What Happens Next? Endgames of the Zombie Apocalypse

Excerpt from Chapter 6, by Kyle William Bishop, David Tufte, and Mary Jo Tufte

To model the unspoken endgame of an apocalyptic zombie narrative, we need a model with comparative dynamics. In fact, such a model already exists.2 Munz, Hudea, Imad, and Smith (2009) created a mathematical model of a zombie outbreak in a paper that has been heavily cited in both the scholarly literature and over a hundred blog posts. What they did was use comparative dynamics to figure out how many possible endgames exist for narratives with typical zombie behavior. However, their model is hobbled by untenable assumptions about both zombie and human behavior, and these assumptions lead directly to their dire conclusion: that once zombies appear, doomsday is the only plausible endgame. Using insights from economics and biology, we will argue that Munz and his colleagues’ conclusion is incomplete, and that other endgames are also possible—including both stalemate and total victory over the zombies.


Munz, Hudea, Imad, and Smith model the comparative dynamics of an infectious agent, an infectible host, and perhaps an infected but uncompromised carrier. In their view of the narratives, zombies are the infectious agent, humans can be infected and become zombies, and the carriers are corpses that may reanimate. They come to a startling conclusion: if there are any zombies at all, humans will eventually lose. They show there are only two steady states: an unstable zombie-free one with only humans and a stable one with only zombies that they call “doomsday.” A word of caution is in order about terminology. In comparative dynamics, unstable doesn’t mean impossible, but rather possible unless disturbed. So a zombie-free society (like our own) is sustainable, and it is one possible endgame. But the advent of zombies disturbs us away from that steady state, and because it wasn’t stable, we eventually make our way to the other stable steady state—doomsday.

The contribution of Munz, Hudea, Imad, and Smith has two related weaknesses: one related to epidemiology and the other related to the absence of economic decision making. Both of these weaknesses serve to strengthen their conclusion that only the doomsday outcome is stable. The epidemiological issue is the assumption that corpses never stop reanimating: in their model, there’s a chance any corpse will reanimate at any time. This view is consistent with films such as Night of the Living Dead, in which radiation reanimates the recently deceased; Zombie, in which vintage corpses also reanimate; Dawn of the Dead, in which corpses reanimate because “there’s no more room in hell”; or AMC’s The Walking Dead, in which living humans are already infected with the zombie virus. However, not all zombienarratives support this assumption; in World War Z, for example, zombies only arise from dead and infected humans. But the difficulty runs even deeper: Munz, Hudea, Imad, and Smith also assume that all deanimations are transitory, meaning that even a killed zombie will arise again. This strange assumption leads straight to their forecast of doom. The usual “rules” say a zombie can be deanimated “by a shot to the head or a heavy blow to the skull. . . . Kill the brain, and you kill the ghoul.”3This insight occurs commonly across a variety of narratives,4 and when Munz’s model is corrected so that properly dispatched zombies remain dead, it turns out other endgames are possible, including both total victory over the zombies and stable coexistence of humans and zombies—depending on the parameters.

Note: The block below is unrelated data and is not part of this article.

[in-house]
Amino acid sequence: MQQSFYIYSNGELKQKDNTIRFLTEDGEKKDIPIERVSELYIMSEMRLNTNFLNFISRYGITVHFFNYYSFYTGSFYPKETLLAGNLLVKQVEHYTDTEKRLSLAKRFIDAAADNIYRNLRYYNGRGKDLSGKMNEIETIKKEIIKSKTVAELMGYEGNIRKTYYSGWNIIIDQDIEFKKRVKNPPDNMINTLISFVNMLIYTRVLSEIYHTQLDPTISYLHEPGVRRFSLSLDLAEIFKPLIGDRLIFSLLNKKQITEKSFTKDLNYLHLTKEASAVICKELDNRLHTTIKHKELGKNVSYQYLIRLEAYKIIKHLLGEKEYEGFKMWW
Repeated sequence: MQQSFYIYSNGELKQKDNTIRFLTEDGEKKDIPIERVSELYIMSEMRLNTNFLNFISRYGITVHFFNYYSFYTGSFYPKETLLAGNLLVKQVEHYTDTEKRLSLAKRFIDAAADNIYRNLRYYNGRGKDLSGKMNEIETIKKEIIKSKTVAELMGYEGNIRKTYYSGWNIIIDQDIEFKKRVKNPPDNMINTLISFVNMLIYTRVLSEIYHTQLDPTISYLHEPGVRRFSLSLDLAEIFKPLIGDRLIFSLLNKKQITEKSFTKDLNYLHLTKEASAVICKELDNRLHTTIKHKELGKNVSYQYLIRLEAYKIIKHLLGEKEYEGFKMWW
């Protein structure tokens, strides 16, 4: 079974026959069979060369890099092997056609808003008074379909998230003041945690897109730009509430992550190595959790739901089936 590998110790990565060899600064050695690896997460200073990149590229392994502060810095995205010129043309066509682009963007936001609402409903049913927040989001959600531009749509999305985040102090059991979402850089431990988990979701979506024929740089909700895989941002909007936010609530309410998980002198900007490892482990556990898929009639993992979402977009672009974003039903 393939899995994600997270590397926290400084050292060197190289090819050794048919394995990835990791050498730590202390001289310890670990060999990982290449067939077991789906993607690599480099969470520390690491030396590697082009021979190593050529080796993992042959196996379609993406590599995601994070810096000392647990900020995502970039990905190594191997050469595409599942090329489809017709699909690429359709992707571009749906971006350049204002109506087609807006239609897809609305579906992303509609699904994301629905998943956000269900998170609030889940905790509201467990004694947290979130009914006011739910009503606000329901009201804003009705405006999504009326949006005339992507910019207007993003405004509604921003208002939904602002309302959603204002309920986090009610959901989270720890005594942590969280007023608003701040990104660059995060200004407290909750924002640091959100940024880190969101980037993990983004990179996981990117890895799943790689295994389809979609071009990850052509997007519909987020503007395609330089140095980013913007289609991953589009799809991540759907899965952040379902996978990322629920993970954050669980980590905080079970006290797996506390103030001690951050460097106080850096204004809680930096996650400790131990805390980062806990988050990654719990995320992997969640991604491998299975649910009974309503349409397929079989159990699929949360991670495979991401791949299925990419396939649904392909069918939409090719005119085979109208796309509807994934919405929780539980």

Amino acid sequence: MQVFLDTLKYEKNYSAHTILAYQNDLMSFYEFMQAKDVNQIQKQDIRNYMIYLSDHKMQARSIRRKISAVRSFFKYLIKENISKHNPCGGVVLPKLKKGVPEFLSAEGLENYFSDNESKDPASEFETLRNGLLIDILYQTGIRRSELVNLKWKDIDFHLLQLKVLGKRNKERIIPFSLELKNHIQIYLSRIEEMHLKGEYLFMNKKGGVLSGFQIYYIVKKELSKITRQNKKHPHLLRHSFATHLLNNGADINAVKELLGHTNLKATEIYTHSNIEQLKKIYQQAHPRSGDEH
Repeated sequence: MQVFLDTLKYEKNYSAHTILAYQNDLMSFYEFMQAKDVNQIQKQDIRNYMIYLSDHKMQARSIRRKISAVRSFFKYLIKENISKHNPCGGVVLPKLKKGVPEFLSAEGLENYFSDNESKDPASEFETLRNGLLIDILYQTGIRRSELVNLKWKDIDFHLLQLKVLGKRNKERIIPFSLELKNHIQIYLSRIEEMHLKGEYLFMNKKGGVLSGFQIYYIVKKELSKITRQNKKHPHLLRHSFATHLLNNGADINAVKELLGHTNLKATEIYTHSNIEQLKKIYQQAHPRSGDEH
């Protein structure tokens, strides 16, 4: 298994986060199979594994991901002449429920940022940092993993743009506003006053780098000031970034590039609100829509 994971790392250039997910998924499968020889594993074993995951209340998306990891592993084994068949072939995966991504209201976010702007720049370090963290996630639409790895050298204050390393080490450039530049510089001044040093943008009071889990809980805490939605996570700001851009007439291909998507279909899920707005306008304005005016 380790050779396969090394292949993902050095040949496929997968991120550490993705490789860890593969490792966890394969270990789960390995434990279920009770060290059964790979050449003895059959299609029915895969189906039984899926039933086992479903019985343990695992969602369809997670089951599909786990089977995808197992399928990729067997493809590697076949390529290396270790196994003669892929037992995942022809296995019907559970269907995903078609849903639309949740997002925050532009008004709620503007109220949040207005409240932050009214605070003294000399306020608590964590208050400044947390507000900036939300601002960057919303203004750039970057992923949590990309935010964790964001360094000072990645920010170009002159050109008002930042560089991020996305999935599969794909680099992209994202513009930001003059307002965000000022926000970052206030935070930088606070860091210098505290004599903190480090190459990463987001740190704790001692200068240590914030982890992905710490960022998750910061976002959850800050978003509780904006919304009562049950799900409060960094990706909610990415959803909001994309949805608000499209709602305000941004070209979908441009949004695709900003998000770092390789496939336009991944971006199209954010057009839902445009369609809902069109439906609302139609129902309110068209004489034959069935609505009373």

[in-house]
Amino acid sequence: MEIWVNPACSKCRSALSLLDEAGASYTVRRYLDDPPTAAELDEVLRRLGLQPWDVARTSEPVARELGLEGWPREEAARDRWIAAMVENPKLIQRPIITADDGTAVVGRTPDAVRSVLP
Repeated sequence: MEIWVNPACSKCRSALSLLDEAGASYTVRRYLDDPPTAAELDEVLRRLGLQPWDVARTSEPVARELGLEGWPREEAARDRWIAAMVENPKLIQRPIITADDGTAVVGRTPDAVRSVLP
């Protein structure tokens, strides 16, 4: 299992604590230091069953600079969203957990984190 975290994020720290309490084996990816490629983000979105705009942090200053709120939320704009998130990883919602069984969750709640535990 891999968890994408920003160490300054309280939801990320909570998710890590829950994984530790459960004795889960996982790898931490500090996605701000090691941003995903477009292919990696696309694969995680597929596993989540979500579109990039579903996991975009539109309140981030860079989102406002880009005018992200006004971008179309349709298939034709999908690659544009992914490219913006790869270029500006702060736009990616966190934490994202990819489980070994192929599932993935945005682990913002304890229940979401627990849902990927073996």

Furthermore, most zombie narratives focus on humans’ ability to change their behavior in ways economists find sensible. They learn to avoid attacks in which death and reanimation are likely. They hide and fortify—in a farmhouse, a shopping mall, a bunker, a pub,5 or even in a reality show’s house (as in the miniseries Dead Set). Those in Land of the Dead and World War Z use military equipment to limit direct contact and avoid being overwhelmed by hordes of zombies. For others, the zombie threat is mitigated by imprisonment, as in The Walking Dead or World War Z. Furthermore, to ensure zombies will “stay down” when deanimated, special care must be taken (as in the “double tap” from Zombieland). Introducing these possibilities into the comparative dynamics allows yet another endgame: one with cyclical movements in both zombie and human populations.

2. Philip Munz, Ioan Hudea, Joe Imad, and Robert J. Smith, “When Zombies Attack! Mathematical Modelling of an Outbreak of Zombie Infection,” in Infectious Disease Modelling Research Progress (Hauppage, NY: Nova Science Publishers, 2009), 133–50.
3. Night of the Living Dead, directed by George A. Romero (Continental Distributing, 1968).
4. Such as Romero’s other films, as well as Shaun of the Dead and The Walking Dead.
5. Respectively Night of the Living Dead, Dawn of the Dead, Day of the Dead, and Shaun of the Dead.

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